Oddly enough, many of the revelers whooping and hollering after Cuomo signed the bill greatly resembled the cross-dressing rioters who fought with police outside the Stonewall 42 years ago.
The Stonewall Celebration
“I do! I do! I do!” the crowd shouted, led by a cross-dressing bearded man wearing a floppy had and glittery dress.
“I’m 49 years old,” said the bearded blade. “I came out when I was 18. I’ve been waiting 30 years for this.… This is like so amazingly fantastic I can’t even tell you."
“We’re here, we’re queer, we’ll be here every year!” other transvestites chanted while flitting about in circles like fairies.
Some of the transvestites appeared to be dressed in costumes, and many of the men wore wigs, veils, and flowers in their hair. Others carried bouquets.
Only the lesbians appeared more or less normal. “It means a lot. It means a lot to me. It means a lot to my family. My lesbian aunt. All of my friends. It means a lot to my parents,” one said. “I can have kids and have a family and be legal.”
“We can actually get married without going out of state,” another said. She and her partner then exclaimed, “I love you!” and kissed for the camera.
Some of the male homosexuals simply appeared effeminate, but the men prancing and dancing and wearing ladies’ accouterments reprised, at least fashion-wise, what occurred 42 years ago when cops raided the Stonewall. Transvestites went ballistic.
The Stonewall Riot
But back then, homosexual propagandists did not control newsrooms, which meant that reporters such as Jerry Lisker, of the New York Daily News, could publish a frank if sardonic account of an event like the Stonewall Riot. Police raided the joint because it was operating as a private club and serving booze without licenses.
Lisker’s piece was entitled “Homo Nest Raided; Queen Bees Are Stinging Mad.” He opened his famous account thusly:
She sat there with her legs crossed, the lashes of her mascara-coated eyes beating like the wings of a hummingbird. She was angry. She was so upset she hadn't bothered to shave. A day old stubble was beginning to push through the pancake makeup. She was a he. A queen of Christopher Street.
Lisker wrote that the “the queens had turned commandos and stood bra strap to bra strap against an invasion of the helmeted Tactical Patrol Force.”
The elite police squad had shut down one of their private gay clubs, the Stonewall Inn at 57 Christopher St., in the heart of a three-block homosexual community in Greenwich Village.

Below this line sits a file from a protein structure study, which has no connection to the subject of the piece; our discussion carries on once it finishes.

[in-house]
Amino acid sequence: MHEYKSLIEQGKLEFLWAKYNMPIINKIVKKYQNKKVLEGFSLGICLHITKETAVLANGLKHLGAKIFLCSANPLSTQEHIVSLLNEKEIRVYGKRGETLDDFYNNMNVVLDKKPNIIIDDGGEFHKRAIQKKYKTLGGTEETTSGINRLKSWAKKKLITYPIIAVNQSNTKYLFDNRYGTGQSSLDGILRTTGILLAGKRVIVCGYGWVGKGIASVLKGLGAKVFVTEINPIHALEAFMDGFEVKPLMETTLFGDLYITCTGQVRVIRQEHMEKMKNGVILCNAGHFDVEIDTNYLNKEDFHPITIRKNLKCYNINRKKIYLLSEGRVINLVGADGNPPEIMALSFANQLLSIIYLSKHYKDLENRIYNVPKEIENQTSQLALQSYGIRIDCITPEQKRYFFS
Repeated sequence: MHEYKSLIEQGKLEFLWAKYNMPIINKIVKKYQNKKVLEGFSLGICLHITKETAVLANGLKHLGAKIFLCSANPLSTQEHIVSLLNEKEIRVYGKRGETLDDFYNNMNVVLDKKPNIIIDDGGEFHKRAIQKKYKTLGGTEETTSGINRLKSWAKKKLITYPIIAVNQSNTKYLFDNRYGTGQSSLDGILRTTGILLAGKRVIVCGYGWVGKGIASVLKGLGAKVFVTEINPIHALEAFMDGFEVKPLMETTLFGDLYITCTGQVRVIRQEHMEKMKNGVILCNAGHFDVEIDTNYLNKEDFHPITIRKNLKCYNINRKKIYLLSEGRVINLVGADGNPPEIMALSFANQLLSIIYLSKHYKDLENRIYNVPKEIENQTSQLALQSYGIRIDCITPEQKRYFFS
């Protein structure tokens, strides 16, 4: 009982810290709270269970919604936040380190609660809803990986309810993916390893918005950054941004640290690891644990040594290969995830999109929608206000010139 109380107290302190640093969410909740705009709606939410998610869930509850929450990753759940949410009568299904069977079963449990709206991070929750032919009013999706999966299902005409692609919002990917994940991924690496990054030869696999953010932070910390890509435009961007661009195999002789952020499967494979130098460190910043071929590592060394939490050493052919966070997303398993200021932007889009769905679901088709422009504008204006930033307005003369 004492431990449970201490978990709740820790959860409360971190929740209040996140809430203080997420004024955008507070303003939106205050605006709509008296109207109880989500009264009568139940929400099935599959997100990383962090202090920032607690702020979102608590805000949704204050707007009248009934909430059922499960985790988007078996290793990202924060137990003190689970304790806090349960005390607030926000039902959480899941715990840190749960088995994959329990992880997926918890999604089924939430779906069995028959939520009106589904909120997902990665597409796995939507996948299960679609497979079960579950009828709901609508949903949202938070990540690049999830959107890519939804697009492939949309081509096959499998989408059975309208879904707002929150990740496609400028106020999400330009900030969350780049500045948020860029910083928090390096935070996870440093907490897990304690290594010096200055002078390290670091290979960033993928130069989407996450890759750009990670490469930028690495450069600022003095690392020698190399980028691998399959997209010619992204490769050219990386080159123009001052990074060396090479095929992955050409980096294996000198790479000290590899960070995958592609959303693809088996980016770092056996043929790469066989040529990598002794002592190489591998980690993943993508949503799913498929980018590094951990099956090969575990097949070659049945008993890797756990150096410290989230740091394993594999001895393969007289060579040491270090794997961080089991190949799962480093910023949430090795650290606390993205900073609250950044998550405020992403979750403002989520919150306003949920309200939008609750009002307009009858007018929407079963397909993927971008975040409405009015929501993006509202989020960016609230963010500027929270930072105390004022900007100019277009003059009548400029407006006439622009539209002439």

Queen Power reared its bleached blonde head in revolt. New York City experienced its first homosexual riot. "We may have lost the battle, sweets, but the war is far from over," lisped an unofficial lady-in-waiting from the court of the Queens.
After Lisker quoted one rioter as saying, “We’re putting our foot down once and for all,” he remarked that the “the foot wore a spiked heel.”
When police stormed the joint, Lisker wrote, “The girls instinctively reached for each other. Others stood frozen, locked in an embrace of fear.” Lisker reported that the exit of homosexuals from the Stonewall “took on the aura of a homosexual Academy Awards Night.”
“The Queens pranced out to the street blowing kisses and waving to the crowd,” which also describes the video of the homosexual marriage celebration. But “without warning,” Lisker wrote of the events in 1969, “Queen Power exploded with all the fury of a gay atomic bomb.”
Queens, princesses and ladies-in-waiting began hurling anything they could get their polished, manicured fingernails on. Bobby pins, compacts, curlers, lipstick tubes and other femme fatale missiles were flying in the direction of the cops. The war was on. The lilies of the valley had become carnivorous jungle plants.
Urged on by cries of “C’mon girls, lets go get ’em,” the defenders of Stonewall launched an attack. The cops called for assistance. To the rescue came the Tactical Patrol Force.
Flushed with the excitement of battle, a fellow called Gloria pranced around like Wonder Woman, while several Florence Nightingales administered first aid to the fallen warriors.
Lisker also told the tale of two “refugees from Indiana” who considered themselves “married” and “had had come to New York where they could live together happily ever after.”
While “tossing her ashen-tinted hair over her shoulder,” one of the “refugees” lamented that “this would have to happen right before the wedding” of “Eric and Jack” who were “finally tieing the knot.”
Lisker quoted a bystander who said the homosexuals “never bothered a soul” and that the police raid was “like a swarm of hornets attacking a bunch of butterflies.”
“The police are sure of one thing,” Lisker wrote. “They haven't heard the last from the Girls of Christopher Street.”
The Archdiocese of New York has not excommunicated Cuomo for his position on abortion or lifestyle. It is likely that Cuomo has incurred a latae sententiae excommunication, which means he was excommunicated when he committed the first offense that invites such a penalty.
Photo of Andrew Cuomo: AP Images